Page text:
They’re not, whatever the media may imply, predictors or forecasters. They take time-specific opinion snapshots – some using online panels, some random digit phone dialling – of what they hope are statistically representative samples of the whole electorate.
They also clearly quantify the probabilistic nature of their work and the margins of error. With standard samples of 1,000 or more respondents, only about 19 times in 20 will any single response be within 3% (plus or minus) of what it would be, had the whole population been surveyed.
For the record, all four of the polls that befuddled the Independent had both parties within 3% of being level-pegged on 33%. So while two put Labour ahead and two gave the Conservatives the edge, they weren’t “utterly contradictory”.
Sampling probability does decree, though, that roughly every 20th finding or poll will be outside that +/- 3% margin of error – and so appear to presage a “shock” result. And human nature decrees that a rogue poll will invariably attract more media attention than all the rest put together – which is almost certainly what happened in the last weeks of the Scottish referendum.
A Scottish test case
Of nearly 40 polls published between June and the September 18 polling day, only two put the Yes vote ahead. But just one was enough to trigger ten days of crazed panic among political and business leaders.
It doesn’t, though, explain why the averaged five final polls put the No vote on 49.2%, with a lead of just 4.2%. The actual result was 55.3% to 44.7% – the No vote ended with a lead of 10.6%. Poor methodology or very late change, either way, the pollsters got it wrong.
Meanwhile, the bookies, who overwhelmingly predicted a No throughout the campaign, hardly wobbled. The odds stood at around 7/2 against Yes, and a pretty short 1/4 on for No. One firm even paid out a six-figure sum on a No bet three days before polling day.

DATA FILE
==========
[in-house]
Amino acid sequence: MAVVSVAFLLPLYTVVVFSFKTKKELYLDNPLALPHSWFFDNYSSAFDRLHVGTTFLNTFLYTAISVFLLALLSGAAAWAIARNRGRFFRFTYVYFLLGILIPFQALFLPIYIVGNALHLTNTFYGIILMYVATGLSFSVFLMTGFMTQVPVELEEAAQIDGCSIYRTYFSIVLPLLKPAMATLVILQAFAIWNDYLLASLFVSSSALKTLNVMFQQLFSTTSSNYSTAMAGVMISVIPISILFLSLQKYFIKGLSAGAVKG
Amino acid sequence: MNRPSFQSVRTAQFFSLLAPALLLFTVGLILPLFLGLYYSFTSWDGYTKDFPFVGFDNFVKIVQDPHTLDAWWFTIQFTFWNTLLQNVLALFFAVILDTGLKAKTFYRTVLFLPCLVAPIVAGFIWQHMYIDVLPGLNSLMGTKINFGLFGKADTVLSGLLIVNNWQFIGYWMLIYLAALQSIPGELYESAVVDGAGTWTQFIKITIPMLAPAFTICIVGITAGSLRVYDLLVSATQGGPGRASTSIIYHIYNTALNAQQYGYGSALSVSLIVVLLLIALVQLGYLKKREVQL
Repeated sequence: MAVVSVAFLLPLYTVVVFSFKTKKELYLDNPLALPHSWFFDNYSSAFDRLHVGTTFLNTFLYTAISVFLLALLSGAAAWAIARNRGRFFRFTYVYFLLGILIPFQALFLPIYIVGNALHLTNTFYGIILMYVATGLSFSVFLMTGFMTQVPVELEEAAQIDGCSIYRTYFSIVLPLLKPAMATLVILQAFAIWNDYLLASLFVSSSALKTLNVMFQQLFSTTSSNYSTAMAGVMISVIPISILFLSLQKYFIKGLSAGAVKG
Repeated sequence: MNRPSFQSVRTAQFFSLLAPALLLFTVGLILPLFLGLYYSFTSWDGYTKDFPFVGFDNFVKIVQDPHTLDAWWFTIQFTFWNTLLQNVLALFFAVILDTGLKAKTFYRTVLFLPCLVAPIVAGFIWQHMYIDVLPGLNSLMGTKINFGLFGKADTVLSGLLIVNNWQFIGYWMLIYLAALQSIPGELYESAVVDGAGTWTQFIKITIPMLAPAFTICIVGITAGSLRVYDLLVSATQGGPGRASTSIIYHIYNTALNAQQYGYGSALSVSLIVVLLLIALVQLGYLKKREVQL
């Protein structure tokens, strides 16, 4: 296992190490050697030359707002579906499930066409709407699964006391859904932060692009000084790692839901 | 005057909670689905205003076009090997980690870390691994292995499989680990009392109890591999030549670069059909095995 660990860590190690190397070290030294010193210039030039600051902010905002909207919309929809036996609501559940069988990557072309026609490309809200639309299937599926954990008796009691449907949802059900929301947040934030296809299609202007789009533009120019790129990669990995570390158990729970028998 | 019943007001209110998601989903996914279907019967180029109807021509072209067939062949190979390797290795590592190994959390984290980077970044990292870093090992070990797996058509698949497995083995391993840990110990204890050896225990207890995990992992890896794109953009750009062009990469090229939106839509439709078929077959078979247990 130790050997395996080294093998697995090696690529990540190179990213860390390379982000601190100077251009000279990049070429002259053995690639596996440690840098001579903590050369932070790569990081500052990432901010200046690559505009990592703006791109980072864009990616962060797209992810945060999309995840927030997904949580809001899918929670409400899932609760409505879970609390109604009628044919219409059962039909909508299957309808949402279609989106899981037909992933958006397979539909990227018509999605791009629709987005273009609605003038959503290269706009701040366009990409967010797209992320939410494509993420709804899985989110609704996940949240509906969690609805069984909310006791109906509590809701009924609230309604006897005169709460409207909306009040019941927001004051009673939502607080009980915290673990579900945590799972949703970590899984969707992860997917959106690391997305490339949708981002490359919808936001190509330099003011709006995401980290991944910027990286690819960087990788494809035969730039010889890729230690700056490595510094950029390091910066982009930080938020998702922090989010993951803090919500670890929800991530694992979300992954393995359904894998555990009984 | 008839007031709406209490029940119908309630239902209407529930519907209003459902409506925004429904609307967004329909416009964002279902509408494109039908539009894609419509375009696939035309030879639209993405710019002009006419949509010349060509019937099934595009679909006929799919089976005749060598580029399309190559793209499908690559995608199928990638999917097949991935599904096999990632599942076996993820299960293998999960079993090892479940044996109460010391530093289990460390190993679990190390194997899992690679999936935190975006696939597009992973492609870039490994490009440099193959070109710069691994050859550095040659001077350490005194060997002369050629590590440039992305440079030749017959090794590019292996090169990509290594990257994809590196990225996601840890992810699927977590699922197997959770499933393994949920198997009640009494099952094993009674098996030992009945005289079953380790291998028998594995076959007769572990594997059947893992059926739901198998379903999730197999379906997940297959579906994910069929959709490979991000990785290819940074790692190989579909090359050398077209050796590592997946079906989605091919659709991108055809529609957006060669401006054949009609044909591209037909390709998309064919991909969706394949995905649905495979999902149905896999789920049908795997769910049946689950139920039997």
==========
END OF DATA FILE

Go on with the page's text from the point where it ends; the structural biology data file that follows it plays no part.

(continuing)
That contrast wasn’t a one-off – in fact it was repeated in this year’s Israeli Knesset elections, as the final polls suggested a Zionist Union victory and defeat for Benjamin Netanyahu’s Likud party, the exact reverse of what actually happened.
Rather, it’s what’s logically to be expected. Pollsters ask about our intentions and attitudes; bookies, as we have seen, focus only on results and outcomes. Above all, though, they back their judgement with their cash.
Perhaps, though, don’t take the latest predictions from US statistician Nate Silver as your guide. In a recent interview with the BBC, he was somewhat harangued into predicting a Conservative victory. But, as shown in the table, being spot-on in US elections didn’t stop his being burned in the UK’s last one.
Certainly by comparison with the polls, the bookies are united: increasingly confident the Conservatives will get most seats, but that Miliband is the more likely next PM. Best odds on most seats, therefore, from any of Oddschecker’s 24 bookmakers are 3/10 on the Conservatives and shortening, 3/1 on Labour and lengthening. For next PM, Miliband is available at 4/6, Cameron at 11/8.
If the polls conflict and projections confuse, you may as well follow the money – or at least what the money’s saying.
Chris Game does not work for, consult to, own shares in or receive funding from any company or organisation that would benefit from this article, and has no relevant affiliations.
Authors: The Conversation